International Science Council (ISC) World Data System (WDS)
The World Data System (WDS) is an Interdisciplinary Body of the International Science Council (ISC). As a WDS member, NASA's Earth Science Data and Information System (ESDIS) Project helps support these WDS goals:
- Enable universal and equitable access to quality-assured scientific data, data services, products, and information
- Ensure long-term data stewardship
- Foster compliance to agreed-upon data standards and conventions
- Provide mechanisms to facilitate and improve access to data and data products
WDS strives to become a worldwide community of excellence for scientific data, with searchable common data directories and catalogs, to ensure the long-term stewardship and provision of quality-assessed data and data services to the international science community.
ESDIS has been a Network Member of the WDS since January 2013. As a Network Member, ESDIS is an umbrella body representing EOSDIS Distributed Active Archive Centers (DAACs), all of which are Regular Members of the WDS.
Committee on Earth Observation Satellites (CEOS)
NASA’s Data System Program, supported by ESDIS, seeks to leverage and augment investments made in international coordination bodies that help to improve science access to key observation data sets. One of the primary organizations is the Committee on Earth Observation Satellites (CEOS). Established in 1984, CEOS coordinates civil space-borne observations of Earth. There are over 50 participating space agencies, national, and international organizations that strive to enhance international coordination and data exchange and to optimize societal benefit. ESDIS supports several team members as active participants within the CEOS Working Group on Information Systems and Services (WGISS). WGISS activities focus on the data system mechanisms and practices to improve data sharing and access, and ESDIS is involved in several WGISS activities including the Technology Exploration Interest Group, the International Directory Network (IDN), the Atmospheric Composition Interest Group (ACIG), and the CEOS WGISS Integrated Catalog (CWIC) Project.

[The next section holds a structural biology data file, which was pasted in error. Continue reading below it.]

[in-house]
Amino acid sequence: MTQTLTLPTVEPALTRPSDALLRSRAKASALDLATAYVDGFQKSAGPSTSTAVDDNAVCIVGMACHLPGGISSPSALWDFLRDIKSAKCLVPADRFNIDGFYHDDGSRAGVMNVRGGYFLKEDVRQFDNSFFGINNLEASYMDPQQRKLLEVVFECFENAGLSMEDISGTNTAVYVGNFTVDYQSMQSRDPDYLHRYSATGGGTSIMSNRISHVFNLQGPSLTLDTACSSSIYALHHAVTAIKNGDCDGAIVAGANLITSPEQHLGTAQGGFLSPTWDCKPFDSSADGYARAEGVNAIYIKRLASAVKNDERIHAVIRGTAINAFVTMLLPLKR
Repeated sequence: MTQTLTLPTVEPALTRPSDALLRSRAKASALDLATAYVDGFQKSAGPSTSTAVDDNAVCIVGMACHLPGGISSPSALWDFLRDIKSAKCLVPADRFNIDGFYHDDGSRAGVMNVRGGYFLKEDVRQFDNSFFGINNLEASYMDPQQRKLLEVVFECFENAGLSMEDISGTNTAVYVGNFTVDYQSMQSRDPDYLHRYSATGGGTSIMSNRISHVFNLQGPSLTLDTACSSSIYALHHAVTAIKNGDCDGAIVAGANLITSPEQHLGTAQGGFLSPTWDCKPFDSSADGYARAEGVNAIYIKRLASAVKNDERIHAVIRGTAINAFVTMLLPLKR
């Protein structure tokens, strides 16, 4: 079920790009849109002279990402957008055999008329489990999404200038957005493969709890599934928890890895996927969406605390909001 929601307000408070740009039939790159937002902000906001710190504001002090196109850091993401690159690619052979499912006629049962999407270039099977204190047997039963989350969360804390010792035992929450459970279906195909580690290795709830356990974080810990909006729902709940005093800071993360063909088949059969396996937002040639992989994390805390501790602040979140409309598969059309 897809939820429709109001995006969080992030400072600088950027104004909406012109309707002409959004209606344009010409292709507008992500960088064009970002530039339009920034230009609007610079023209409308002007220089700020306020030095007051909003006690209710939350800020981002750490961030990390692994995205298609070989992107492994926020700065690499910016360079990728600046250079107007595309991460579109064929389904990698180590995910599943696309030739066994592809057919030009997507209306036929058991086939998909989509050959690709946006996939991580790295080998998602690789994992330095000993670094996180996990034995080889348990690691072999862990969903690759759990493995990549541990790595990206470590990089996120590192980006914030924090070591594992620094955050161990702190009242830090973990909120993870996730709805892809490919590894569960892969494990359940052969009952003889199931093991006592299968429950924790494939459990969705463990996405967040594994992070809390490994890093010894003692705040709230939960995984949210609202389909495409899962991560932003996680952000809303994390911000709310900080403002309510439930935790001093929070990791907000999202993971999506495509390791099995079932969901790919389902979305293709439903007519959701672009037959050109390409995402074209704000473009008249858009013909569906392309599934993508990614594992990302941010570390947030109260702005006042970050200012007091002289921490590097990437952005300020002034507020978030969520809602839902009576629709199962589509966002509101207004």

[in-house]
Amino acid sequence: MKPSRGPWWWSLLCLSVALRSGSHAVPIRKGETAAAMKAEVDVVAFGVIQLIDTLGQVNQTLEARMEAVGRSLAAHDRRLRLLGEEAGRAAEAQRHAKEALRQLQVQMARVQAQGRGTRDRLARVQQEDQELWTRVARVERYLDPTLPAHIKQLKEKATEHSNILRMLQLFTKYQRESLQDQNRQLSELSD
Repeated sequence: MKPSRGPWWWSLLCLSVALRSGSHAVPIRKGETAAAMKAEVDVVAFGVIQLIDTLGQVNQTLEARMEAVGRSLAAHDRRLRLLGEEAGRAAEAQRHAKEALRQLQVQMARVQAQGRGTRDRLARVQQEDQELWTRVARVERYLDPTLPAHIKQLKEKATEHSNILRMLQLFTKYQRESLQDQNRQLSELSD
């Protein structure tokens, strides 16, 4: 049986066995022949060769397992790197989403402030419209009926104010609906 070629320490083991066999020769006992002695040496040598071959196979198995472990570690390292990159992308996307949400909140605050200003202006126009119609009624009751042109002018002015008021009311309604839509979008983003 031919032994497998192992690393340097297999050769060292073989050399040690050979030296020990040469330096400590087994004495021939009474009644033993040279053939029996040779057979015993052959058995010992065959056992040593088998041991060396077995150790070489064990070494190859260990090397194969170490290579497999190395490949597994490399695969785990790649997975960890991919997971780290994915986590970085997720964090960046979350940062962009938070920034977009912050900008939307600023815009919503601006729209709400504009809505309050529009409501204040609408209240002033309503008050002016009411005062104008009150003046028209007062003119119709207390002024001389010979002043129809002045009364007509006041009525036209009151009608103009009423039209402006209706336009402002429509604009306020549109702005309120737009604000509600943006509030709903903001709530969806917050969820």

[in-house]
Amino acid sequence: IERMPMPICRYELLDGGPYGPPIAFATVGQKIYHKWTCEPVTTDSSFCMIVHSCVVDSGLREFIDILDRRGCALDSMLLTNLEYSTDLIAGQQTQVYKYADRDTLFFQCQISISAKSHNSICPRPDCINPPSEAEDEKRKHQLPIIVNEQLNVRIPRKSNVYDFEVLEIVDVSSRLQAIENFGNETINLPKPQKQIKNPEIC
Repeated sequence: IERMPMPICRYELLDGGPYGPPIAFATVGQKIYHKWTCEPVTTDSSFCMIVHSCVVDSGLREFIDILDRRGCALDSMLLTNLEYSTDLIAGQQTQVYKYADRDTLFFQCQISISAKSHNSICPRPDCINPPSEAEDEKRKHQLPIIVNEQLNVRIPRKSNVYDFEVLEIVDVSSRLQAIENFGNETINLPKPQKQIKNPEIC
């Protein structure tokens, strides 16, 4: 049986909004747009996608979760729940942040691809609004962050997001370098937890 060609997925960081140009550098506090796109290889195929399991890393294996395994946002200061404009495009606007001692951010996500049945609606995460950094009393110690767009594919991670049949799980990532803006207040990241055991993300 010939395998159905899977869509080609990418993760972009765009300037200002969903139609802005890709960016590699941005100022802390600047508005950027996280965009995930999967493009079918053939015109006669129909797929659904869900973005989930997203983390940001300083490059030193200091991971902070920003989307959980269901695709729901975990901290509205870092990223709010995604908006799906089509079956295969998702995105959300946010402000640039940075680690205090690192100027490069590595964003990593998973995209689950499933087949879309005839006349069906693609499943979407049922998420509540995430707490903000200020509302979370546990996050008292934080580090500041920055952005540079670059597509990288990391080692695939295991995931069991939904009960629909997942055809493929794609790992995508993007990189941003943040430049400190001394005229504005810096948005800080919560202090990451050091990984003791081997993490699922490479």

CEOS WGISS Integrated Catalog (CWIC)
CWIC is being developed by WGISS to provide a framework that allows for easier search and access of Earth observation data via partnering of CEOS agency data systems. For these partnering agencies, CWIC provides a single point of search and access. CWIC is a virtual clearinghouse of spatial, temporal, and science keyword metadata that brokers access to Earth observation data by interoperating with data archives of other agencies and countries. CWIC is envisioned to be a community catalog for satellite data that will provide search and access to satellite data within an integrated view of multiple providers of satellite data holdings.
ESDIS’s middleware system, the Common Metadata Repository (CMR), is a key data provider for CWIC and will offer search and access to all of NASA’s unrestricted Earth observation data. Other partners include NOAA, the Japan Aerospace Exploration Agency, the Canada Centre for Mapping and Earth Observation, the Indian Space Research Organisation, INPE – National Institute for Space Research, USGS, the Academy of Opto-Electronics, the Chinese Academy of Sciences (Beijing-1, the National Satellite Meteorological Center/FENGYUNCast, the China Centre for Resources Satellite Data and Application), with more coming. The IDN is part of NASA's contribution to CEOS and other international Earth science efforts. It extends the International Directory Network's (IDN) capabilities for use by interagency and international collaborators. The IDN will offer directory-level search functionality for CWIC.